Crystal Kallik - D.A. Davidson.

Great, and then finally it looks like your e-commerce trends are really starting to kick in. Do you have commentary for us about it as far as how we should look at the growth of that business? Are you seeing anything different regionally or by category than what you’re seeing in the retail stores?

Sally Kasaks

It appears to be pretty consistent. I think what we’ve seen though is we did some upgrade, as I mentioned in my commentary, to the web site. We’ve added some speed to it. We’ve expanded the assortments a little bit, and what is happening is it is just driving really very encouraging revenues. We’ve also just relocated our fulfillment to our distribution center in Olathe, so there have been a number of things going on as we’ve taking control of that, but I think the good part was though the expansion some product lines as well as speeding up the transaction time on the web site itself. In fact, we just did another upgrade day before yesterday, so I would urge you to look at it. It’s getting stronger on an ongoing basis, and the customer is responding.

Crystal Kallik - D.A. Davidson.

The web site looks really just so much better than it did a year ago.

Sally Kasaks

Our team has worked really hard at that. Thank you, Crystal.

Operator

Our final question for today comes from the line of Betty Chen with Wedbush Morgan.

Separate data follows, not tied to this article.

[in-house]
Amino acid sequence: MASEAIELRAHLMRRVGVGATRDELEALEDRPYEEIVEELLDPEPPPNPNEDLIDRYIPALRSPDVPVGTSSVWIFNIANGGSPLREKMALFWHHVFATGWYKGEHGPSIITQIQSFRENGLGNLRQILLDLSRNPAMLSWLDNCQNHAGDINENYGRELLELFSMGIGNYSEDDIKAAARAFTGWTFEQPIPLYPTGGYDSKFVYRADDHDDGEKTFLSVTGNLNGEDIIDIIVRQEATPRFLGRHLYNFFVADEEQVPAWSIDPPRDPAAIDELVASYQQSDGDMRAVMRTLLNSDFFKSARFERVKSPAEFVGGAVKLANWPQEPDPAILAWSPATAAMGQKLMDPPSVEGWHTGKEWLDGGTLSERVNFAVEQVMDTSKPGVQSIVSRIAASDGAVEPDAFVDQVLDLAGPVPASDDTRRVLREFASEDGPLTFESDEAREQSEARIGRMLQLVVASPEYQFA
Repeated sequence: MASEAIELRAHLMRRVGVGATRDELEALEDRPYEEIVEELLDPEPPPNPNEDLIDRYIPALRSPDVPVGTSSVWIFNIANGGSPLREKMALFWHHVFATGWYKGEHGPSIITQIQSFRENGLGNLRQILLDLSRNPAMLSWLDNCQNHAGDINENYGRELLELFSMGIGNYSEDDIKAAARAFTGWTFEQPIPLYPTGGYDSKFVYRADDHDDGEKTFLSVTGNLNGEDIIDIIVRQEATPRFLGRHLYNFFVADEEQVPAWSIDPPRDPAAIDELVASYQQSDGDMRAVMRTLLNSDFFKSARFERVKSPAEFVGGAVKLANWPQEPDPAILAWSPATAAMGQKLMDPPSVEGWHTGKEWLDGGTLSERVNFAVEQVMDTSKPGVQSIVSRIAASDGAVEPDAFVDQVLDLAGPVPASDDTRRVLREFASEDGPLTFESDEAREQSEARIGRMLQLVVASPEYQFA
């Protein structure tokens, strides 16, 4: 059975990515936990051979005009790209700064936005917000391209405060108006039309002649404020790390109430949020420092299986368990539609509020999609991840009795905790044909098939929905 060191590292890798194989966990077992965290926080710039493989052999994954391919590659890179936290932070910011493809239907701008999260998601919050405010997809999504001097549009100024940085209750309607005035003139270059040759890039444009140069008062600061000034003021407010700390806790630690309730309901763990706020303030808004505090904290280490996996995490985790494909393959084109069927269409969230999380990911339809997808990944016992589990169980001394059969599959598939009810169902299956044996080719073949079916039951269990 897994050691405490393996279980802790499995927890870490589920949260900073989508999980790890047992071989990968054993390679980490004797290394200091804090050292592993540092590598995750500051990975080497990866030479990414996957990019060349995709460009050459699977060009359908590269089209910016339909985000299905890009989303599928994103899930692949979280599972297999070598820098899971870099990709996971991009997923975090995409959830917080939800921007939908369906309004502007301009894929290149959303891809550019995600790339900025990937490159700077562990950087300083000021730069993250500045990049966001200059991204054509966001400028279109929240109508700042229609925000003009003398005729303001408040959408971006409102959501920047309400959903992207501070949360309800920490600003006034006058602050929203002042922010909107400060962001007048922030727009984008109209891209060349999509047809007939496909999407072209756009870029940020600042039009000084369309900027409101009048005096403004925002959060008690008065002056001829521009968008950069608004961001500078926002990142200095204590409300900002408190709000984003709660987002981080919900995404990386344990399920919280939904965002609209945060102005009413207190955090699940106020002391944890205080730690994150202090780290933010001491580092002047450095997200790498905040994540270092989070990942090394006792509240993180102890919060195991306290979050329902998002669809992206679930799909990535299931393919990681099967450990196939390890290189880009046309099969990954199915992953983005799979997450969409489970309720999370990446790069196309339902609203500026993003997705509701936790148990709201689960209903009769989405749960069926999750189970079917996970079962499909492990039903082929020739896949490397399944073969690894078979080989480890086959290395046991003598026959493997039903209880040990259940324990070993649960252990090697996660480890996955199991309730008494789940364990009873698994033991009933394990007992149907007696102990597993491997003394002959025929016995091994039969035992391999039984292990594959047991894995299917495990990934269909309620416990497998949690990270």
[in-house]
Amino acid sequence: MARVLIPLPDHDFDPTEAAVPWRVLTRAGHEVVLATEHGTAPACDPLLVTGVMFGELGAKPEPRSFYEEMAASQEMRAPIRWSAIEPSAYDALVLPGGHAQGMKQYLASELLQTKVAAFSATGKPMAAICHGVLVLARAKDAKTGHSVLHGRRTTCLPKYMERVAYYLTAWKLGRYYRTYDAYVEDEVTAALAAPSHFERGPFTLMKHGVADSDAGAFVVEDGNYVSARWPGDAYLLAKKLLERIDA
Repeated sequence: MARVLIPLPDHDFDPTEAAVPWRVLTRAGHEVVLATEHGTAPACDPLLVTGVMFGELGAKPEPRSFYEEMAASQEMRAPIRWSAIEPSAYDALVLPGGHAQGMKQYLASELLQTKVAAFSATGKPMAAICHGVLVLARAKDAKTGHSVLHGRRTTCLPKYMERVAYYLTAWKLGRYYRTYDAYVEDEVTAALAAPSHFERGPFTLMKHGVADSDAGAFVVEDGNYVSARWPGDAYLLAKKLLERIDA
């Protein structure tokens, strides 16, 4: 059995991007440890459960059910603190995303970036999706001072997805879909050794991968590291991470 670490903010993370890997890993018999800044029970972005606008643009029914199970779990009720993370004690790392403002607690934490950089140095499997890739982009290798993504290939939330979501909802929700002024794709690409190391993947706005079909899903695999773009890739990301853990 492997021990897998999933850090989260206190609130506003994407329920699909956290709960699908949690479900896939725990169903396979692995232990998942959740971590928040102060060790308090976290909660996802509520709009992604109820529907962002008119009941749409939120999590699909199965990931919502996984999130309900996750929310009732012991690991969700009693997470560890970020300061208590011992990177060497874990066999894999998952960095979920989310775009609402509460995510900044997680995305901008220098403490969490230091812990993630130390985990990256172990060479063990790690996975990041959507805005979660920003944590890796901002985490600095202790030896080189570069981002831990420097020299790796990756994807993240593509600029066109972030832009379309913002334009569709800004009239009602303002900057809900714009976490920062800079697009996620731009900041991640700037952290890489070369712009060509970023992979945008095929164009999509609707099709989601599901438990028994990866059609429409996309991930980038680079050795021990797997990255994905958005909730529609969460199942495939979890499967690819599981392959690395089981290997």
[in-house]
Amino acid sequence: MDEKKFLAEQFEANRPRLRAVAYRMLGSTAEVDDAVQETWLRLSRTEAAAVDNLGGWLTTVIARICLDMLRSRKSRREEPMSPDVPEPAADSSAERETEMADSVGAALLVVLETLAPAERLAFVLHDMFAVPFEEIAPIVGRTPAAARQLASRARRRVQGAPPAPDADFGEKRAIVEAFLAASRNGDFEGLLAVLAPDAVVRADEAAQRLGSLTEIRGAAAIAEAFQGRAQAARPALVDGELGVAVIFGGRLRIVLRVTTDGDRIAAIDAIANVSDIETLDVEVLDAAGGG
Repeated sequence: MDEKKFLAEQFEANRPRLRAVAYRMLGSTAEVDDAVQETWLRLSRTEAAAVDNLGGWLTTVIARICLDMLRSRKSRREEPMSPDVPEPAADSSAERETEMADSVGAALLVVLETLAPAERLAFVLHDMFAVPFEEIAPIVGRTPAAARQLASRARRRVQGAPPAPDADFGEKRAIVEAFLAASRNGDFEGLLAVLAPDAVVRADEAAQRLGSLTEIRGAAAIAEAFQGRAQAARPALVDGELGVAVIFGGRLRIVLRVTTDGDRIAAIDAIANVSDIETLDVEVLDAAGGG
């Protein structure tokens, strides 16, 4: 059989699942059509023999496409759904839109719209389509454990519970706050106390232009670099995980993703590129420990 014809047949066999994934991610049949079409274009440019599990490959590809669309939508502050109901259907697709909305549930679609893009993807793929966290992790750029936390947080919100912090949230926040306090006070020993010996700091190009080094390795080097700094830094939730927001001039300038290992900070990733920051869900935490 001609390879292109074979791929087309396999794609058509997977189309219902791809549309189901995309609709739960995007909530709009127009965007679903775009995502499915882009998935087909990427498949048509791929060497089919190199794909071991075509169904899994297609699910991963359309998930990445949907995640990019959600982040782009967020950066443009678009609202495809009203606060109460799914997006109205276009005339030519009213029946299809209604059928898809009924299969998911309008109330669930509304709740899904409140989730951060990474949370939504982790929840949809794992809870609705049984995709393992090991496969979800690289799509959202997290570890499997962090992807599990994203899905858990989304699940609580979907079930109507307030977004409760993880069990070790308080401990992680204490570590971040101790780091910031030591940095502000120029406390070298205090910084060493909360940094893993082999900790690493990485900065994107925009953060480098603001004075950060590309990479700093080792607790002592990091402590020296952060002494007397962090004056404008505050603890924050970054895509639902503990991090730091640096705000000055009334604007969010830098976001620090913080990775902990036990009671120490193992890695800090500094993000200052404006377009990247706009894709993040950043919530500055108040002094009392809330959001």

Betty Chen – Wedbush Morgan

Good afternoon.

Sally Kasaks

Hi Betty.

Betty Chen – Wedbush Morgan

I know in your opening remarks you mentioned that you were still quite pleased with the performance of the refurbished stores in the markets outside of the 4 problematic areas. Could you remind us what kind of comps or what kind of luster you are seeing from those refurbishments, and then I had a couple of followups.

Sally Kasaks

When we go into these, the projection will be at least a 15% comp increase, so that is where we begin, and anything over that makes it a home run, so we’re beginning to see that as I said in certain parts of the country. In many ways, when we originally opened up in California and in some of the markets that are a little slower right now, with the exception of a couple of stores, we saw those kinds of numbers. Of course, the pullback has pulled those down as well, but we’re encouraged, we’re seeing the numbers that we need to achieve. I think all of the spring ones, I don’t have the most recent list with me, but the ones that we are opening this spring, all appear to be moving to achieve that 15% hurdle.

Betty Chen – Wedbush Morgan

That is great.

Mike Henry

And maybe a little additional caveat to add to that too - even in the difficult markets, the refresh stores outperformed the nonrefresh stores within the same regions by at least 10 comp points, and they have better junior penetration and have 250- to 350-point basis points improved merchandize margin as well, so even in these difficult markets, the fact that we have refreshed quite a few stores in Southern California and some of these other areas, those stores are outperforming the nonrefresh stores by a good chunk.

Sally Kasaks

May I just say one thing - the stores that we’ve opened up this spring did not have footwear, and we are achieving our numbers that we would expect on pure comp basis, so that’s been also very encouraging, but they just never opened up the footwear from the past. These are now pure Pac go-forward refresh stores.

Betty Chen – Wedbush Morgan

Okay. That’s very helpful. And then, sorry to ask the question again, but I was just curious in regard to the swim and shorts that have been a little bit weaker, are you seeing variances in branded versus private label sell-through in those categories?